Do you give your children pocket money?

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This post is sponsored by Heritage Bank

Pocket money… do you give it? If so how much? At what age? Pocket money is a big issue for parents as their kids grow up. There is so much conflicting advice on how much you should give, what to give it for and when to give it. Some parents give it in exchange for household jobs, others as a weekly amount to help their children learn to budget.

Growing up my sister and I were given weekly pocket money. It started out as 60c when I was about six, and then worked it’s way up to $20 by the time I was in high school. I was never good at saving (I’m still not!) and I was the kid who spent it all on the weekend and then spent the week borrowing from my sister and having to pay it back to her the next week. It was a vicious cycle 😉

My kids don’t get pocket money on a weekly basis. Primarily because our income is never consistent enough to promise the same amount each week. I tried when they were smaller but it fizzled out. Now I give them some money when they need it but, like me as a teenager, they both work and earn their own money.

I often feel bad that I’m not giving them regular money so when I saw the below research on pocket money by Heritage Bank I was relieved (and surprised) to find out I was in the norm. Their research found that 74% of parents are buying their children things as they need it, rather than providing a regular weekly amount. It also shows that on average, boys get more than girls and that kids are working pretty hard for their money!

Here’s some other facts they discovered:

  • Most kids are apparently saving their pocket money (who are these people?!!)
  • Most of the time parents are deciding on how much to pay based on the age of the child, but like me, 32% are basing it on what they can afford at the time.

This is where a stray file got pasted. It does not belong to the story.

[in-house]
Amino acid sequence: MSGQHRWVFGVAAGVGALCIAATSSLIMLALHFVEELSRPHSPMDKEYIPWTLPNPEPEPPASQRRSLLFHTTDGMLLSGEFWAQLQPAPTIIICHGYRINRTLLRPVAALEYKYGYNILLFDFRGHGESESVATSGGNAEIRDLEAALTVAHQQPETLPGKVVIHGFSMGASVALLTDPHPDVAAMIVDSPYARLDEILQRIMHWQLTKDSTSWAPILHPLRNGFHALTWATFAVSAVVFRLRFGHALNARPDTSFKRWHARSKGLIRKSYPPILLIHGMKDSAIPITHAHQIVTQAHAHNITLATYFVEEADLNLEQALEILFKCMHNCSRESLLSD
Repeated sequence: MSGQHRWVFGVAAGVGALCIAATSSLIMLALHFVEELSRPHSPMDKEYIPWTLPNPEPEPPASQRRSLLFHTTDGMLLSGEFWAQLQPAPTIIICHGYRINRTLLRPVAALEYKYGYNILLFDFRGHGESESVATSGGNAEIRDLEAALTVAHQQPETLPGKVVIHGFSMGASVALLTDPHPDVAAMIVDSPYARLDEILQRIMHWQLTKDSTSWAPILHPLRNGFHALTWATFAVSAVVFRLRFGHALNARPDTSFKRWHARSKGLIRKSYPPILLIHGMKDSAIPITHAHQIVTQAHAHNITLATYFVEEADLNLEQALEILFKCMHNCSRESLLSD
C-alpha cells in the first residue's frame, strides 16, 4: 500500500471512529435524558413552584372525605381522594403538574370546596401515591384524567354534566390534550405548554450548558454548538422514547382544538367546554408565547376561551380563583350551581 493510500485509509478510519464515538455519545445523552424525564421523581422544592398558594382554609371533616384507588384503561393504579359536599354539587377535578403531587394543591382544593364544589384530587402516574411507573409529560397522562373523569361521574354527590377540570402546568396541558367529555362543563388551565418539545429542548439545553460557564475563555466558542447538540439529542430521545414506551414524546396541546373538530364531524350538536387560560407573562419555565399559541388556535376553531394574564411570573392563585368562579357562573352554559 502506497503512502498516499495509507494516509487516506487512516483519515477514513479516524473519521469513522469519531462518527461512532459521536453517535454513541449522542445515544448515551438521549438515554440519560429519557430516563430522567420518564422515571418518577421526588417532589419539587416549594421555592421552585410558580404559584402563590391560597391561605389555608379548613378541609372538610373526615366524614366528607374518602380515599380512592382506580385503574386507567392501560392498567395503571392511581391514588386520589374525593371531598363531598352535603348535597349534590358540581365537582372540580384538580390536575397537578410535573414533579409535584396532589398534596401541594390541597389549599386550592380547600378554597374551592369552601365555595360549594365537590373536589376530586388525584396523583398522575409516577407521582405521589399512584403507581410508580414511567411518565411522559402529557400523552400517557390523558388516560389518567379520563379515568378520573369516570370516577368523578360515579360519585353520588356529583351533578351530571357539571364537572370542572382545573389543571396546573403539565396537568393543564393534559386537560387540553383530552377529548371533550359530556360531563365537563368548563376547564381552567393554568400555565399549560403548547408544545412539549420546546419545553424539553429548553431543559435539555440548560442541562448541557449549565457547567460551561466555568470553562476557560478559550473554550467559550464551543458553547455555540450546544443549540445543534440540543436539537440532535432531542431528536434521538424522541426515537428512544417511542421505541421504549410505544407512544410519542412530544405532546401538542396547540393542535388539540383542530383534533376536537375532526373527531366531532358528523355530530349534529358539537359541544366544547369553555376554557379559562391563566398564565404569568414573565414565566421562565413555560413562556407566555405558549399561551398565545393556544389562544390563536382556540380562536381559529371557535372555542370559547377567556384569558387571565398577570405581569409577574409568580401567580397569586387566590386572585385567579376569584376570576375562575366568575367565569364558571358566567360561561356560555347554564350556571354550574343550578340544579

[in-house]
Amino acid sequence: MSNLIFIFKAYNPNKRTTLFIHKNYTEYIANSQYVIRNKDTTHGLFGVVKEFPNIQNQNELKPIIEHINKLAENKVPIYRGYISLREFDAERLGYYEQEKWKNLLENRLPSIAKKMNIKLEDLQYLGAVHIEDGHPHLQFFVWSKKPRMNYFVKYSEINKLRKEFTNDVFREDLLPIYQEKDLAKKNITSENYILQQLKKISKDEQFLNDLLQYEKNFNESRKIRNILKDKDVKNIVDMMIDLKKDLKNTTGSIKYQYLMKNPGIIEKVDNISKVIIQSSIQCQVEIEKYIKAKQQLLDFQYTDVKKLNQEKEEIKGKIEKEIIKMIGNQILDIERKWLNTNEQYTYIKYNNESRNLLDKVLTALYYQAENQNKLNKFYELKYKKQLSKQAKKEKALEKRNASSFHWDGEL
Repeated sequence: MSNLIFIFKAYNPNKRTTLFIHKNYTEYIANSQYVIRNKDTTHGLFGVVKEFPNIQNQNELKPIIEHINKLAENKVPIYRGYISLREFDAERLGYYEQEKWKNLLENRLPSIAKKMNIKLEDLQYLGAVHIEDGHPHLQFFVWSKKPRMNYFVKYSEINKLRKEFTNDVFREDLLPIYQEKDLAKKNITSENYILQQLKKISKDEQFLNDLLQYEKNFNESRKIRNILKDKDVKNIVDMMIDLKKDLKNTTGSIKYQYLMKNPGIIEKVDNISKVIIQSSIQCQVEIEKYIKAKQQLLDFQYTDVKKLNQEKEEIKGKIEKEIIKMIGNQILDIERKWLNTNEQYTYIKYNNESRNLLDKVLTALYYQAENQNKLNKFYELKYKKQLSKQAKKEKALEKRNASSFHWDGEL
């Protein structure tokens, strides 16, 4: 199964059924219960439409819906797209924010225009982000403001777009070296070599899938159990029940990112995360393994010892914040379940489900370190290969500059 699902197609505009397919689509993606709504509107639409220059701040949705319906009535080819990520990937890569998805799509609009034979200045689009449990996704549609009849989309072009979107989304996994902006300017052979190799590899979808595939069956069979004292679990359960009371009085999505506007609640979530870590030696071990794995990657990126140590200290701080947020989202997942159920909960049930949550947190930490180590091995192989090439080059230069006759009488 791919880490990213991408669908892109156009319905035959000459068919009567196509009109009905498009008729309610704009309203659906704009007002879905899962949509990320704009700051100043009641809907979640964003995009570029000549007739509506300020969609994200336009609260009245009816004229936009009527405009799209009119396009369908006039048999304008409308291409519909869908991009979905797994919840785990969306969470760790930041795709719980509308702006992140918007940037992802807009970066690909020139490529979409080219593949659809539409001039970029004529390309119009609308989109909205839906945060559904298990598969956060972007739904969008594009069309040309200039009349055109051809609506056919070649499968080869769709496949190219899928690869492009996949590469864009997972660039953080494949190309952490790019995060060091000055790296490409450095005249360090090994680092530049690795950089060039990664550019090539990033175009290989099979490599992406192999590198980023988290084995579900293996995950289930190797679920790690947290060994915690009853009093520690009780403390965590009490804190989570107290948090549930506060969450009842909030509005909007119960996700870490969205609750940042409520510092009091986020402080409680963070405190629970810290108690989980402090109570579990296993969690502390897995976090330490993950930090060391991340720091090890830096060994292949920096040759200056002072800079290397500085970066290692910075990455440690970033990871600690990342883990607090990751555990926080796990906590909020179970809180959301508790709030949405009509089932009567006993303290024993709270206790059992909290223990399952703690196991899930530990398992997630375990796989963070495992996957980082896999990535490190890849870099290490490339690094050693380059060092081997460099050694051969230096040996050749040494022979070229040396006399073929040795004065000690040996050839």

• Half the children getting pocket money are required to at least make their beds and do some indoor chores to earn their pocket money, and 35% have to take care of the family pets to earn their money.
  • Kids in NSW are earning the most, with Qld kids making the least amount of pocket money- I wonder why that is?

So how should you manage your child’s pocket money? Well financial experts recommend that you teach them to save by setting aside a portion every week for savings. Maybe together you could decide on a bigger item to save up for? This helps teach delayed gratification as well, which is a skill we all want our children to have for life.

pocket money

Teach your children to work for their money so that they understand the value of money. This will help combat the “easy come, easy go” attitude that kids (and teenagers!) can have towards money. I’ve definitely noticed that my teenagers are better with their money now that they have to work hard for it!

All in all though, you need to make sure you are doing what’s right for your family. Pocket money isn’t essential so if you feel like it’s not something you can afford right now don’t stress about it and feel like your kids are missing out. As you can see by the research pocket money in every home works differently.

Does this research reflect how pocket money works in your house? Share with us how it works for you.

Check out the full research by Heritage Bank below!

Aussie Guide to Pocket Money - An infographic by the team at Heritage Bank

Aussie Guide to Pocket Money – An infographic by the team at
Heritage Bank

1 thought on “Do you give your children pocket money?

  1. Jo @ You had us at hello

    That’s a really interesting study! Do you think kids today don’t spend their pocket money on lollies like we did in the 80s because we no longer feel safe letting them walk/ride bikes to the deli. And there’s so much talk about sugar these days, lollies aren’t as epic as we once thought they were? Haha! My 5 year old watched the Jamie Oliver doc on sugar and he now insists he doesn’t want to eat any sugar. He always asks – “Is there sugar in this?” Who is this kid? I do like the idea of pocket money, it teaches such valuable lessons in a want want world 😉


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